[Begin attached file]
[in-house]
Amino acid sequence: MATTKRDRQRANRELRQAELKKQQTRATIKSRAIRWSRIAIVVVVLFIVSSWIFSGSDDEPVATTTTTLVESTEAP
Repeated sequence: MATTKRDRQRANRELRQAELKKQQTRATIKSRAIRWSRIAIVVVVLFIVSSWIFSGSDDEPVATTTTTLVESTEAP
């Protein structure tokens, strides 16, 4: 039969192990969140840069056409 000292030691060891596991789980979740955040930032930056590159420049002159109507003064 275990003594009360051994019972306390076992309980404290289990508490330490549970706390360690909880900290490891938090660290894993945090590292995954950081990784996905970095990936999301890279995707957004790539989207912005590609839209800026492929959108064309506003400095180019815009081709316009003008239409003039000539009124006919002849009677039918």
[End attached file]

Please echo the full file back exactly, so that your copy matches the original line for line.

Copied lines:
[in-house]
Amino acid sequence: MATTKRDRQRANRELRQAELKKQQTRATIKSRAIRWSRIAIVVVVLFIVSSWIFSGSDDEPVATTTTTLVESTEAP
Repeated sequence: MATTKRDRQRANRELRQAELKKQQTRATIKSRAIRWSRIAIVVVVLFIVSSWIFSGSDDEPVATTTTTLVESTEAP
């Protein structure tokens, strides 16, 4: 039969192990969140840069056409 000292030691060891596991789980979740955040930032930056590159420049002159109507003064 275990003594009360051994019972306390076992309980404290289990508490330490549970706390360690909880900290490891938090660290894993945090590292995954950081990784996905970095990936999301890279995707957004790539989207912005590609839209800026492929959108064309506003400095180019815009081709316009003008239409003039000539009124006919002849009677039918």